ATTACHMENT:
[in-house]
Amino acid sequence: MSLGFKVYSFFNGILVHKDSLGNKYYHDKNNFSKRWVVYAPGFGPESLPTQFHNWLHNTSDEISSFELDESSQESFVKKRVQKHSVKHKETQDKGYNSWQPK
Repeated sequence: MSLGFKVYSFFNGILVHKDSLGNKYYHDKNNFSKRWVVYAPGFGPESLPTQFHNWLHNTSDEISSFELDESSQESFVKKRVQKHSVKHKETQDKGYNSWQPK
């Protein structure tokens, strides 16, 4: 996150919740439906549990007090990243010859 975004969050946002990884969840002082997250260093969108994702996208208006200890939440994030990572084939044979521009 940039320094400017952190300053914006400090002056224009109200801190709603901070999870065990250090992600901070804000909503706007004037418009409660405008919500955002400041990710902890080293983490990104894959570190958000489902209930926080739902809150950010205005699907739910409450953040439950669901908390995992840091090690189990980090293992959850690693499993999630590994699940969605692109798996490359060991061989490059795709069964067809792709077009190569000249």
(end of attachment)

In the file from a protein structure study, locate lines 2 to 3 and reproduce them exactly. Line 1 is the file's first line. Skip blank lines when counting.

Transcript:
Amino acid sequence: MSLGFKVYSFFNGILVHKDSLGNKYYHDKNNFSKRWVVYAPGFGPESLPTQFHNWLHNTSDEISSFELDESSQESFVKKRVQKHSVKHKETQDKGYNSWQPK
Repeated sequence: MSLGFKVYSFFNGILVHKDSLGNKYYHDKNNFSKRWVVYAPGFGPESLPTQFHNWLHNTSDEISSFELDESSQESFVKKRVQKHSVKHKETQDKGYNSWQPK